OAKLAND -- Surrounded by cameras and recording devices, Warriors general manager Bob Myers spent 17 minutes Thursday discussing the upcoming trade deadline while a lone member of the team was nearby practicing 3-point shots.
If veteran forward Omri Casspi were swishing in games at a rate similar to his clip during Myers' news conference, the Warriors might not be so eager to shop the market for an extra 3-point shooter.
And they are very much in the market for one.
"We'll look at everything," Myers said when asked specifically about 3-point shooting off the bench.
They have to look at deep shooters because it's the most visible weakness of the team with the best record in the NBA. The Warriors (40-11) average two triples per game from their bench players, ranking last in the NBA.
After finishing next-to-last in that category in 2016-17, getting 2.1 triples per game, the Warriors last summer set out to address that deficiency by adding guard Nick Young and Casspi. They clearly have not fully addressed the need.
"It's just the way our team is built," coach Steve Kerr said this week. "We're pretty top-heavy with the 3-point shot. Obviously, we've got three of the best 3-point shooters in the world, but not a lot of depth behind those guys in terms of our shooting.
"Nick's a good shooter, a good 3-point shooter. He has the potential. He has shown, in many games, to give us that threat. He's made some big shots and I'm confident that he will make more."
Kerr may be spot-on. Young may become that "instant offense" threat that gives opposing defenses headaches. In 49 games this season, 176 of his 261 shots have come from beyond the arc. He's shooting a respectable 38.6 percent from deep.
Casspi, however, has not been much of a 3-point threat at all. Though the guy who shot 40.9 percent on 274 treys two seasons ago for the Kings is shooting a robust 50 percent through 39 games with the Warriors, it's a tiny sample size, as in 9-of-18.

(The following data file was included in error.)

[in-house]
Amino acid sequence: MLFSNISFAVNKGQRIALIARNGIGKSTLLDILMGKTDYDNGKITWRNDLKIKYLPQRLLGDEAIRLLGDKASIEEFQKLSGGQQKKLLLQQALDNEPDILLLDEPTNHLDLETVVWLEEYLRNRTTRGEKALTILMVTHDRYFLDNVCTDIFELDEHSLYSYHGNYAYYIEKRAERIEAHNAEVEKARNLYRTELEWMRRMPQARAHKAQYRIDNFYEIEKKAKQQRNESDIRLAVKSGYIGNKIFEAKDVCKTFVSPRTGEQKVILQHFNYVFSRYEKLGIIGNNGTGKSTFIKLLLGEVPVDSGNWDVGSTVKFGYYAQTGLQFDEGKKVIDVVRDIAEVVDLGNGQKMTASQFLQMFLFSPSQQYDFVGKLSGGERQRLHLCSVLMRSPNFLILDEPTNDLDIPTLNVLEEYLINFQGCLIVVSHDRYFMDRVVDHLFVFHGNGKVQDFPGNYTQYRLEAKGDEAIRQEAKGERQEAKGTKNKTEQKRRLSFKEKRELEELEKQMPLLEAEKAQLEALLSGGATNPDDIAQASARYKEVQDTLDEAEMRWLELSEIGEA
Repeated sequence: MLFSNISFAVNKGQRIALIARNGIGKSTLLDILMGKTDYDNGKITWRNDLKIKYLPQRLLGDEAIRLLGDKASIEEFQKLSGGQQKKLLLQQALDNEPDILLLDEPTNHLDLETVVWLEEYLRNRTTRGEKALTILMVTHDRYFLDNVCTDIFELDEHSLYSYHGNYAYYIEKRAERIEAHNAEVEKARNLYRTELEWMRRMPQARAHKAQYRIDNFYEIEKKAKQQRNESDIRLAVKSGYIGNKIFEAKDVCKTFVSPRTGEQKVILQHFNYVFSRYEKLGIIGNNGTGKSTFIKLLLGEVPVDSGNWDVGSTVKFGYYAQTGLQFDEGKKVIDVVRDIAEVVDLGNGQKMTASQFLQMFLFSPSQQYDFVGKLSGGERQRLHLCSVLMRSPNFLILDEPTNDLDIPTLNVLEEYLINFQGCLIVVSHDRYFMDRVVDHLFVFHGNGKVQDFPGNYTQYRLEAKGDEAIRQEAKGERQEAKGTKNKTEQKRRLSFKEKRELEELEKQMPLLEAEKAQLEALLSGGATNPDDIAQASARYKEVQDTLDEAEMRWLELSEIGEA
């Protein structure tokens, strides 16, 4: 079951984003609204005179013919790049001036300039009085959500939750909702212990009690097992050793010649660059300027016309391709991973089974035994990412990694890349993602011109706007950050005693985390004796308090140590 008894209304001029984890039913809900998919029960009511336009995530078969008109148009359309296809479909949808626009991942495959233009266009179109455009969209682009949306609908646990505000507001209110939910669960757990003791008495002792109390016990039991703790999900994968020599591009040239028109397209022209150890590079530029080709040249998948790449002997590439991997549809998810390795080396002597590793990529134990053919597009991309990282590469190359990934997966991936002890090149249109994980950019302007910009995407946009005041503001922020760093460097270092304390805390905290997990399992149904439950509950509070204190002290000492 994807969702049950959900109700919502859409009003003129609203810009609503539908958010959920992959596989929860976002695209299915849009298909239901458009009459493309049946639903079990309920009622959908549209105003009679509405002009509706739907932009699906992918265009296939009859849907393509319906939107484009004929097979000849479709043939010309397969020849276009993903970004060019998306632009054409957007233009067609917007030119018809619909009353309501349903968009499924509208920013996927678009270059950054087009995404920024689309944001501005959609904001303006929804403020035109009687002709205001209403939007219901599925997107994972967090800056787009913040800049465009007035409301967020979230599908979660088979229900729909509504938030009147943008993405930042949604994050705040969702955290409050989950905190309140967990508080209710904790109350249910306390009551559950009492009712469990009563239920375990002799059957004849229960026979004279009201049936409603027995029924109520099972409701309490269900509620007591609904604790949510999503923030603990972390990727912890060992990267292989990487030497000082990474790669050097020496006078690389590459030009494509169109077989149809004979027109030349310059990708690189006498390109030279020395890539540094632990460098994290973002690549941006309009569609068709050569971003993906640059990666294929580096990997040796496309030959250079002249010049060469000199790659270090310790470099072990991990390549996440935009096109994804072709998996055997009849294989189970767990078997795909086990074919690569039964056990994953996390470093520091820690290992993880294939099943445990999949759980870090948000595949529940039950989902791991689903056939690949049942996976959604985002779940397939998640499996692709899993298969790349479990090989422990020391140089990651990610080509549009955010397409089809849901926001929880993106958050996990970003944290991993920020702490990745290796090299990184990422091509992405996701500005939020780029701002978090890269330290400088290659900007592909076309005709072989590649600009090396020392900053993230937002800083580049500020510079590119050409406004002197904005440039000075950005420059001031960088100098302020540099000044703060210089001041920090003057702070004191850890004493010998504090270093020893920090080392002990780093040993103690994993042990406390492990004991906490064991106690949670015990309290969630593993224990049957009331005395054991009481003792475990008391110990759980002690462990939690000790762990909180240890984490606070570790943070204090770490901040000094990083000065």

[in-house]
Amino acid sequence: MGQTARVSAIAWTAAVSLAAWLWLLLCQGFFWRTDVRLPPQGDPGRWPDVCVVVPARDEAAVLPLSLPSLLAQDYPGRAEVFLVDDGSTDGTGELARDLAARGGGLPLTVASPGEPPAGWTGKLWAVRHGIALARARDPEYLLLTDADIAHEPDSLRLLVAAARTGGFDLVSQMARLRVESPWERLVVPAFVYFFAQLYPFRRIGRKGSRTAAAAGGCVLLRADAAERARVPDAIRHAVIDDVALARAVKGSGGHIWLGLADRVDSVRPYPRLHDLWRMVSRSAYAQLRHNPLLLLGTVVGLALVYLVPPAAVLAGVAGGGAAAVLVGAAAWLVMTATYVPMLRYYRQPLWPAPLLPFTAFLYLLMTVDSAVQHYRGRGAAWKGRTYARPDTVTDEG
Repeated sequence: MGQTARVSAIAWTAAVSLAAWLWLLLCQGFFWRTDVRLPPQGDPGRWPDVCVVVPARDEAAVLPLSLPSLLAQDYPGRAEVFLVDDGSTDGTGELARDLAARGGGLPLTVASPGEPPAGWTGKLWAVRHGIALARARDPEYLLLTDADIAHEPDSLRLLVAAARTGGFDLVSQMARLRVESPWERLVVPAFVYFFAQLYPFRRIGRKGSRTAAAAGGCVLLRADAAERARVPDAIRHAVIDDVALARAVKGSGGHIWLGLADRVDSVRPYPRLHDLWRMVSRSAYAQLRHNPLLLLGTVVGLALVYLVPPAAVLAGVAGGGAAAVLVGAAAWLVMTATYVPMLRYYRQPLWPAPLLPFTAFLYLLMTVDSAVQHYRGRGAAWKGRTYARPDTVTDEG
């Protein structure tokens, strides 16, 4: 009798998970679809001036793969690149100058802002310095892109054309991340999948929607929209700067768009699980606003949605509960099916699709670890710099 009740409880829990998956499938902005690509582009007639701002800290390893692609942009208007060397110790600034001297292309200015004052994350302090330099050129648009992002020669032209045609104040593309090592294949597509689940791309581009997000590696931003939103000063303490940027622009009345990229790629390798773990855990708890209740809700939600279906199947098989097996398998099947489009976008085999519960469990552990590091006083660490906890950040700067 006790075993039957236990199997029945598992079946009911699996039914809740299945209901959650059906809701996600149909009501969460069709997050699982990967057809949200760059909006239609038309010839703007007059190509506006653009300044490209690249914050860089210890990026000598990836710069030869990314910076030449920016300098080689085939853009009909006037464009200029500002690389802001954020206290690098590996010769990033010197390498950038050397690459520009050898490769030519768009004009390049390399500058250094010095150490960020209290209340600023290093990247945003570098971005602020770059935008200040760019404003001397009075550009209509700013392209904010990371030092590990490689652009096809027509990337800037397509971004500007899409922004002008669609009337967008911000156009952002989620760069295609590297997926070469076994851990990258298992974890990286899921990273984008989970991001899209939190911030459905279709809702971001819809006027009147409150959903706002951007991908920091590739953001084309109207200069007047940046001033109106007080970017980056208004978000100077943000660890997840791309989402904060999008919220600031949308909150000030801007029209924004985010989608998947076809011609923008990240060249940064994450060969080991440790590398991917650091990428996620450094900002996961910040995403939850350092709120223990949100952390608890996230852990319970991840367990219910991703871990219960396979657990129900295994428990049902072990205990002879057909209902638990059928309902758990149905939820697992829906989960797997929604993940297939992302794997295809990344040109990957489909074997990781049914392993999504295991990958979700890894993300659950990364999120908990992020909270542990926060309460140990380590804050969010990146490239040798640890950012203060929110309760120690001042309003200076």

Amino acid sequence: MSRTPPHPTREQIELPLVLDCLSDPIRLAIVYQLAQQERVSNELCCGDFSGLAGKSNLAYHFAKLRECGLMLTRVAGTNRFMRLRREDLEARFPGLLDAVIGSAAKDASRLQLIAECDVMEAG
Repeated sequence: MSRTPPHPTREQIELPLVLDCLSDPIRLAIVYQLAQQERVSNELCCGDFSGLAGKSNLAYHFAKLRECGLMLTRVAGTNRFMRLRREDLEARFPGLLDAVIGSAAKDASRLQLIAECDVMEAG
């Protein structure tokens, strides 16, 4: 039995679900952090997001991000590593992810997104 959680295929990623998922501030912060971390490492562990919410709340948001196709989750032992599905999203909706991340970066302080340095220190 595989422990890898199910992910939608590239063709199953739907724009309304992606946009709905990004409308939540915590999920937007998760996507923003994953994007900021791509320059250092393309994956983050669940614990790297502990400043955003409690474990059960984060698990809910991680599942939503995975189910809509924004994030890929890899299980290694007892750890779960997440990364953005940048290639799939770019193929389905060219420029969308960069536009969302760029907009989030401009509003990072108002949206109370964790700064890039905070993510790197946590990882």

Part of the problem is that Casspi needs time and space to get his shot off, and defenses haven't always been accommodating. Another part of the problem, and Casspi is well aware of it, is that he has not been aggressive at launching from deep.
"When we call upon him, he's always ready with his energy and his cutting and his movement and rebounding," Kerr said. "It's a great luxury as a coach."
Casspi's instincts on offense are only part of the reason the Warriors signed him. They also figured they were getting someone who could stretch the floor with his deep shooting.
Because it has not materialized, the Warriors are casting their eyes upon the rosters of other teams.
"People like to talk about all the things we have, which we are fortunate to have a very good roster," Myers said. "But no roster is perfect. That's why we listen. We look around and explore different things.
"We want to shoot better. We want to rebound better. But overall I can't be too critical."
The trade deadline is set at 12pm PT on Feb. 8. Myers said he has been in contact with maybe two-thirds of the teams in the league. Don't expect that to change over the next seven days.